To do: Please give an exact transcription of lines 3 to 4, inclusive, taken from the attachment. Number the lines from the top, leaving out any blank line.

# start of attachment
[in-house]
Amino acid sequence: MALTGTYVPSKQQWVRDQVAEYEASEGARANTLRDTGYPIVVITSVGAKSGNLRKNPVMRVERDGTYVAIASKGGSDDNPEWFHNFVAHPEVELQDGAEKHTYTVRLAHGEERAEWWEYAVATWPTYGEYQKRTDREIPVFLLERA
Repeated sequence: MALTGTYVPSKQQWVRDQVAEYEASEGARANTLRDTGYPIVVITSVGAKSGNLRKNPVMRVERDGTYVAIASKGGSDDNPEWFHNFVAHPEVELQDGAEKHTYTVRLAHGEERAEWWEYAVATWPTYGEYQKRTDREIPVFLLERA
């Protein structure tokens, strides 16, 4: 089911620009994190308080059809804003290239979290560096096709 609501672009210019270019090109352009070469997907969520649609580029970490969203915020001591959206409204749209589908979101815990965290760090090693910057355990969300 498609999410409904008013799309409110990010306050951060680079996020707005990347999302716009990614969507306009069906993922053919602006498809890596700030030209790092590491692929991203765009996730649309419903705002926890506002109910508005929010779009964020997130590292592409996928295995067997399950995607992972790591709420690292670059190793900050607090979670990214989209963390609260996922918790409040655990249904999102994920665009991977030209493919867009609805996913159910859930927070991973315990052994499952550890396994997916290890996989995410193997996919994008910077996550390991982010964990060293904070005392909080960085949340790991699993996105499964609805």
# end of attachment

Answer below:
Repeated sequence: MALTGTYVPSKQQWVRDQVAEYEASEGARANTLRDTGYPIVVITSVGAKSGNLRKNPVMRVERDGTYVAIASKGGSDDNPEWFHNFVAHPEVELQDGAEKHTYTVRLAHGEERAEWWEYAVATWPTYGEYQKRTDREIPVFLLERA
């Protein structure tokens, strides 16, 4: 089911620009994190308080059809804003290239979290560096096709 609501672009210019270019090109352009070469997907969520649609580029970490969203915020001591959206409204749209589908979101815990965290760090090693910057355990969300 498609999410409904008013799309409110990010306050951060680079996020707005990347999302716009990614969507306009069906993922053919602006498809890596700030030209790092590491692929991203765009996730649309419903705002926890506002109910508005929010779009964020997130590292592409996928295995067997399950995607992972790591709420690292670059190793900050607090979670990214989209963390609260996922918790409040655990249904999102994920665009991977030209493919867009609805996913159910859930927070991973315990052994499952550890396994997916290890996989995410193997996919994008910077996550390991982010964990060293904070005392909080960085949340790991699993996105499964609805």